The NCAA made loud proclamations in April that it could pull events from states with limits on transgender athletes. Still, now the college sports governing body has caved and will allow tournaments in states including Tennessee, Alabama, Arkansas despite their laws restricting trans athletes.
The NCAA sided with transgender athletes only last month, saying they may cancel events in states that aren’t “free of discrimination” against transgender athletes.
The NCAA Board of Governors made its announcement as more than two dozen states proposed, debated, and advanced legislation aimed at requiring state schools to ensure that athletes compete only in the category of their birth gender.
But now, only a month later, the NCAA announces that despite its saber-rattling in April, it will allow events in states that have already passed laws limiting transgender athletes to birth gender categories, Yahoo! Sports reported.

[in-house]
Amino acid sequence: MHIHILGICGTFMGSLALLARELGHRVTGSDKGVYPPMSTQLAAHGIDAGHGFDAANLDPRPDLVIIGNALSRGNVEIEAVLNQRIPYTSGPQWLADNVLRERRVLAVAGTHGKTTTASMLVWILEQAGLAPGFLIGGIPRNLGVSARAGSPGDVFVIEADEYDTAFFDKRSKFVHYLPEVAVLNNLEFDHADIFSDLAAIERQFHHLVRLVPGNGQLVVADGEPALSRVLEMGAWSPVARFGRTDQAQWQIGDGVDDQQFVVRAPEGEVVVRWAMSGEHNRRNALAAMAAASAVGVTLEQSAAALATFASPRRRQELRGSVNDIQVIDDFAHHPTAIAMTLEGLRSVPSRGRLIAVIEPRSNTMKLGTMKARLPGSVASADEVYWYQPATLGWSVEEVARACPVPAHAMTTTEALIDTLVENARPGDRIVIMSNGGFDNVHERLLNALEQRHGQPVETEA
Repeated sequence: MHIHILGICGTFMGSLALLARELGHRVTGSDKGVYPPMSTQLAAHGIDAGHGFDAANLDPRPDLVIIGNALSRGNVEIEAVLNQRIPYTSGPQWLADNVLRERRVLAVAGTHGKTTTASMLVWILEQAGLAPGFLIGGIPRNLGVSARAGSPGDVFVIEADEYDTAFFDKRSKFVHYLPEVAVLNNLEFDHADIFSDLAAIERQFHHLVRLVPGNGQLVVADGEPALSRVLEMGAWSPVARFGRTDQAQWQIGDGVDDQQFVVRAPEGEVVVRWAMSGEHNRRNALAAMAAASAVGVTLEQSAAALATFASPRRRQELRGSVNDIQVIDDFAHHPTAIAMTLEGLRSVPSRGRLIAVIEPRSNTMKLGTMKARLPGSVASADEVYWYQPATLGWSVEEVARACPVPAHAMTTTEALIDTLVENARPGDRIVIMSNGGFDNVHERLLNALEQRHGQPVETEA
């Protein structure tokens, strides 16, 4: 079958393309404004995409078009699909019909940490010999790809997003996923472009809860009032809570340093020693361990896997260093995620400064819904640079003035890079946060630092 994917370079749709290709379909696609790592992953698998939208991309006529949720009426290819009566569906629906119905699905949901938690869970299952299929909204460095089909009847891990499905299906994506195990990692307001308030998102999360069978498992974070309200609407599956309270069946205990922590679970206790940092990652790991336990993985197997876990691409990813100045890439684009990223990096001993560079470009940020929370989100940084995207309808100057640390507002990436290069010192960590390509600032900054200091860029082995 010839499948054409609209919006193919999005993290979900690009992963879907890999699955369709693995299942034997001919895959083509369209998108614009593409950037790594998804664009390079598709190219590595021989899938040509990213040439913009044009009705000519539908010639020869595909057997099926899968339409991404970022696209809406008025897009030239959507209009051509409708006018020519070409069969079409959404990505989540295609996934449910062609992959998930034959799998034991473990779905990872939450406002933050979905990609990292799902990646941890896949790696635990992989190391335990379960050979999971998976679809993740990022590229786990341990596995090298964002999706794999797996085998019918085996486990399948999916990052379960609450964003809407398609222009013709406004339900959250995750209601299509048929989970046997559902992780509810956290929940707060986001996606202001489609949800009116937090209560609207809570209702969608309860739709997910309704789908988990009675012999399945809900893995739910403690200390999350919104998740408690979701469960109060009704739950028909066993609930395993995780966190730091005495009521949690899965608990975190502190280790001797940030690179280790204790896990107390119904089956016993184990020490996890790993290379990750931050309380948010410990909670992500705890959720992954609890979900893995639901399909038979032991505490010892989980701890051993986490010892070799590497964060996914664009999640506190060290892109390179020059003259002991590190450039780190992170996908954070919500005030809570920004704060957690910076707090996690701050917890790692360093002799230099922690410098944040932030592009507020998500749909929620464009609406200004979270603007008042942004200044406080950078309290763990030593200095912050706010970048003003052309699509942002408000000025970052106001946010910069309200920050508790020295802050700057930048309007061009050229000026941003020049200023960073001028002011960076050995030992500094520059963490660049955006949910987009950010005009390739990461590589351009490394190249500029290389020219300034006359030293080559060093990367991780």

Over the weekend, the NCAA named Alabama, Arkansas, and Tennessee host schools for softball regionals. It has also been confirmed that Oklahoma City, Oklahoma, will host the Women’s College World Series once again. Though, all these states now have laws that put limits on transgender athletes, banning players born as males from playing in girls’ sports regardless of their claimed transition status.
The Women’s World Series generates $20 million for Oklahoma City, but the NCAA warned that it would take the games from the area over the state’s new law. That punishment, though, appears to have been scrapped.
Each of these sites was also tasked with meeting strict coronavirus rules. This may also have had a hand in forcing the NCAA to jettison its threats of support for trans athletes.
The NCAA did follow through with similar threats back in 2017 when North Carolina passed a bill barring men claiming to be transgender women from using public restrooms designated for women. The state eventually repealed the law.
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